Record cold slams Okla., Kan.

Thursday was one for the record books in Oklahoma and much of Kansas.

No day has been colder in recorded history in Oklahoma, and Wichita set a record low for Feb. 10.

In fact, Wichita hit record levels twice in seven hours: minus 9 just before midnight tied the record for Feb. 9, and minus 17 at 6:21 a.m. obliterated the previous record of minus 5 set Feb. 10, 1980.

Coffeyville hit minus 22 overnight, and 24 miles to the south on U.S. 169, Nowata, Okla., fell to minus 31. Once it's certified, it will break the state record of minus 27 set in Vinita in 1905 and tied in Watts in 1930.

The minus 22 in Coffeyville didn't approach the state's record low. That would be the minus 40 recorded in Lebanon on Feb. 13, 1905.

"It was a perfect set-up" for really low temperatures, said Brad Ketcham, a meteorologist with the National Weather Service in Wichita. "You had heavy snow on the ground, clear skies, and then that high settled right over us."

The dome of high pressure quieted winds that would have helped stabilize temperatures, he said.

"Once those winds went calm, it just bottomed out," Ketcham said.

The white of the snow reflects heat back into the atmosphere, he said, and clear skies meant there was no layer of clouds to act as a blanket that could keep the warmth from escaping.

Temperatures plunged just before dawn when some light winds went still, Ketcham said. The temperature was minus 9 when he reported to work at 6 a.m.

Just 20 minutes later, he said, it had fallen another 8 degrees.

"It's just one of those crazy things," he said.

Not surprisingly, the record cold meant plumbers were busy with frozen pipes and wreckers were busy with dead batteries.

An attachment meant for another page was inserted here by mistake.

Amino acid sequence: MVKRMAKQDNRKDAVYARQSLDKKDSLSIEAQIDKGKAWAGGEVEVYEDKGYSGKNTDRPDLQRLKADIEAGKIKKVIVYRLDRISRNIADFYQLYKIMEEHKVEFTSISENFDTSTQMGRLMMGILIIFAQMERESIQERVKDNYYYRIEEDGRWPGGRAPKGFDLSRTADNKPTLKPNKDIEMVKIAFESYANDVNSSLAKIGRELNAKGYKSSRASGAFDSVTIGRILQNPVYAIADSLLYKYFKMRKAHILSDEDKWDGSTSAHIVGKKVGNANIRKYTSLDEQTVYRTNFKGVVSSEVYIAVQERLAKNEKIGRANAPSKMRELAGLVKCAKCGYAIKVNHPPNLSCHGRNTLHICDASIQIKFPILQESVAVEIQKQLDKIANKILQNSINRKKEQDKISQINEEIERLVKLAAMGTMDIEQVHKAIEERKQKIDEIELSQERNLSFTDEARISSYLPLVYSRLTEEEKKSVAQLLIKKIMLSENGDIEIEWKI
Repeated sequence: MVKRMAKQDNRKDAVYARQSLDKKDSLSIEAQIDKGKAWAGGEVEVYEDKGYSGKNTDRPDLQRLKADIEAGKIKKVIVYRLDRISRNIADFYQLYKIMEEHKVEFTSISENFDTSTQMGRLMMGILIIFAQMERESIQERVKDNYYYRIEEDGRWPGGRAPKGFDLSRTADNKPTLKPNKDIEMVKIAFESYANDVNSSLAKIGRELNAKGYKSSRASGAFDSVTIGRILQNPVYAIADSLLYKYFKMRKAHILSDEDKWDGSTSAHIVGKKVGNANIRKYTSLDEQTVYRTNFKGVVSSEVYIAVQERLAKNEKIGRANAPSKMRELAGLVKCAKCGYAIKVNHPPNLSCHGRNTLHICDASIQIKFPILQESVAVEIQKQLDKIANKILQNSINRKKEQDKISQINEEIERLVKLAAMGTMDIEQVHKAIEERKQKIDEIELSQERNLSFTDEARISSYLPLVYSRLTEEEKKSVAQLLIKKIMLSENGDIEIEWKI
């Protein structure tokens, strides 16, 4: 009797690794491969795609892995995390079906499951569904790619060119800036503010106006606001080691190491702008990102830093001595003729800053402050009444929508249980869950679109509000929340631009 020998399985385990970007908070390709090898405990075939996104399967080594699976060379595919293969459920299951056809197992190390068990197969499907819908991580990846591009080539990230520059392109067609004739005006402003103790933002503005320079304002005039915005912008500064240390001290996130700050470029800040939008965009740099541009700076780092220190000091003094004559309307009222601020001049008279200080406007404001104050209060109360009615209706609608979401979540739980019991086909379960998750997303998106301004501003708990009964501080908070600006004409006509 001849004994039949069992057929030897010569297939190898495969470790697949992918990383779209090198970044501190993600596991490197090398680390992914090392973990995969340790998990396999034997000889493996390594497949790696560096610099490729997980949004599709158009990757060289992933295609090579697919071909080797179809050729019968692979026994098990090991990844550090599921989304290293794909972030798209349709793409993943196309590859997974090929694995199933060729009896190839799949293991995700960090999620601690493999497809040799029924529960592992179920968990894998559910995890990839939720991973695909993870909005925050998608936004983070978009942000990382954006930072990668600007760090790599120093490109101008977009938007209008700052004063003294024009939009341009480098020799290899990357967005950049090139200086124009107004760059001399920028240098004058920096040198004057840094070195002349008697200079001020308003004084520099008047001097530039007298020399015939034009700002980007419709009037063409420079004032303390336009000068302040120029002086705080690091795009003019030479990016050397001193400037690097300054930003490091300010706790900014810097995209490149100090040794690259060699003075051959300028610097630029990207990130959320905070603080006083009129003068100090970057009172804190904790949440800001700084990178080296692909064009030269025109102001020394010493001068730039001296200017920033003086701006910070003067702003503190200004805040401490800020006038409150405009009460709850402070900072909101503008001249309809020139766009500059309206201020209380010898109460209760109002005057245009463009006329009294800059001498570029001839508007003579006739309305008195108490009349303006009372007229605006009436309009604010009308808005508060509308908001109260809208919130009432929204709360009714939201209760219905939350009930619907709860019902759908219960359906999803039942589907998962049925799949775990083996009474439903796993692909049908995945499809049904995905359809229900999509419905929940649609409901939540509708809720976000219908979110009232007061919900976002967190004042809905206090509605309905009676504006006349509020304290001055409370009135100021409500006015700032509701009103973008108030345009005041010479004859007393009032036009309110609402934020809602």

"The cold has been worse than it has been in years," said Chris Goodman, general manager for the Butler Group, which has plumbing operations in Wichita, Oklahoma City, Kansas City, Dallas-Fort Worth and Houston.

Sprinkler mains have begun freezing in Oklahoma City and Wichita.

"That's something we hardly ever see," Goodman said.

Greg Lee, project manager for Superior Plumbing, said he's been getting calls from people who have lived in their homes for years and never had a water line freeze before.

"We cringe around here when the temperatures drop," Lee said. "And when the wind kicks up, that makes it even worse."

AAA was getting a steady stream of calls for help Thursday.

At any given time, more than two dozen people were waiting for a tow truck to arrive, said a AAA dispatcher. There were also a lot of calls from drivers who locked themselves out of their running cars.

There's good news for people wrangling with frozen pipes: temperatures will warm quickly, from the mid-30s today to perhaps 60 by the middle of next week.

Lee urged those with frozen pipes to be patient — as frustrating as that can be.

"It's best to wait and see what happens," he said. "Otherwise, you're tearing up Sheetrock, trying to figure out where it is" frozen.

"The ones that do freeze and burst are the worst," he said. "When they tell you, 'I can hear water but I can't tell where it's coming from,' that's when you drop everything and run."

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